Understanding the regulatory landscape

Healthtech is a highly regulated sector, with innovations requiring extensive research, development and clinical testing to validate the intended health benefits and meet the often extensive requirements of regulators.  

Adding to this, for healthtech firms looking to sell their innovation offshore, regulatory requirements can differ around the world. 

Given this complexity, it’s essential that healthtech innovators develop a pathway to meet regulatory requirements in conjunction with their product development and other strategies.

Meeting regulatory requirements

When planning for the research and development of your healthtech product - whether it is a pharmaceutical, device, supplement, or digital application - it’s important to understand the potential regulatory requirements that may apply to your innovation.  

These regulatory requirements often vary by country and require the development of a strategy to prevent any downstream delays, enable compliance, and ensure approval can be obtained without costly revisions. 

Considerations that inform a regulatory strategy may include, but are not limited to:

  • The evidence required to make desired health claims
  • Demonstration of product safety and efficacy
  • Adherence to standards relevant to the product category and its elements
  • Implementation of a quality management system
  • Adherence to good manufacturing and laboratory practice

The number and breadth of regulatory considerations depend on the class, risk and complexity of the product - ranging from lower risk (e.g. functional foods) through to highest risk (e.g. implantable devices or novel pharmaceuticals).  

Different countries have their own regulatory authorities that define the classification of risk, and this page links to resources covering the regulatory landscape across healthtech markets often targeted by Kiwi companies.  

Starting locally, the tables in this section provide links to key resources hosted by the Australian and NZ regulators*, alongside links to further learning and reading covering standards and quality management systems.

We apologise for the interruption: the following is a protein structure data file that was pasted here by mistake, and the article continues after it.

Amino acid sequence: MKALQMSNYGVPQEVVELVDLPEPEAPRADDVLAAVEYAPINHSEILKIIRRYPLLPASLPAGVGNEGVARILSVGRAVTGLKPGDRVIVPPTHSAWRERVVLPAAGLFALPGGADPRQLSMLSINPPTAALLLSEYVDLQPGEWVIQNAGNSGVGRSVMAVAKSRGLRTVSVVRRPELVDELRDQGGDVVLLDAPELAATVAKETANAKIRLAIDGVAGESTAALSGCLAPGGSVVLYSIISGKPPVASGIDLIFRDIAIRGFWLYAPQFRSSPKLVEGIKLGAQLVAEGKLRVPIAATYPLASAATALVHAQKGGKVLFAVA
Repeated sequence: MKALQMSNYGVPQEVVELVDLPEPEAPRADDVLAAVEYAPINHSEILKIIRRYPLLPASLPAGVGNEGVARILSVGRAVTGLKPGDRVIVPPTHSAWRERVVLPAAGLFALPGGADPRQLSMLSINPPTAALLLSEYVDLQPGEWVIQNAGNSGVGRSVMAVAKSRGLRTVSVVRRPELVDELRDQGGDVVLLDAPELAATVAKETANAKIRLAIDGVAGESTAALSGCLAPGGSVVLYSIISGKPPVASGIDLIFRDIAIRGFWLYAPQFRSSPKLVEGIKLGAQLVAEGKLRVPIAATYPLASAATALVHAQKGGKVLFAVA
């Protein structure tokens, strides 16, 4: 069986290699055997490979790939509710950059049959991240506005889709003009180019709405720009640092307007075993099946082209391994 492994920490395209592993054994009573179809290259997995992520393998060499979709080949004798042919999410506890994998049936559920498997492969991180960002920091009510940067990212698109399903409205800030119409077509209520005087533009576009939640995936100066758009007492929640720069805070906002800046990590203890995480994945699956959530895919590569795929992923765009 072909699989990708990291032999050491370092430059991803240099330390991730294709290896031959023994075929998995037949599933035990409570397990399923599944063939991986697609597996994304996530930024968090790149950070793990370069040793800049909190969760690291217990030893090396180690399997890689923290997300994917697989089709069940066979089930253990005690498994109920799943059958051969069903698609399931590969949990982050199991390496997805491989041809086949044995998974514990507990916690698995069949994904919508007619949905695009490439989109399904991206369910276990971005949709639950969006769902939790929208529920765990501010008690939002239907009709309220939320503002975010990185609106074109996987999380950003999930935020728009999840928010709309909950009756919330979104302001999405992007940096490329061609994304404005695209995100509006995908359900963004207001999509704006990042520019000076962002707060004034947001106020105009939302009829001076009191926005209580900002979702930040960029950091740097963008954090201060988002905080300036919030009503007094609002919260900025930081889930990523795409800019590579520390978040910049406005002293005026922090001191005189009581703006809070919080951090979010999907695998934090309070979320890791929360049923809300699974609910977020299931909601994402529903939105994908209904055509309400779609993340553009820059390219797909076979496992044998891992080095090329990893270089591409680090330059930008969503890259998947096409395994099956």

*Note - the NZ regulatory frameworks are being revised:
The Therapeutic Products Act (2023) will be repealed - read the latest updates on the Ministry of Health's website.

Meeting US regulatory requirements

The  Food and Drug Administration (FDA) is the federal regulator for healthtech in the United States (US). As the world’s largest healthcare market, the US will be a focus for many Kiwi healthtech companies who will also need to understand how to negotiate the US regulatory environment. 

The FDA maintains some educational resources coverings several regulatory topics, including How to Study and Market your Device and Basics for Industry. NZTE also provide a useful overview and infographic covering the regulatory process for medical devices in their selling healthcare solutions in the US article.

For a specific focus on the regulation of drugs, the FDA's Guidance, Compliance & Regulatory Information page covers topics relevant to the development of pharmaceuticals and other bioactive products.   

To further understand how FDA requirements can influence the regulatory pathway for product development, reviewing the following documents covering regulatory considerations across several healthtech sectors - including links to other resources - may help: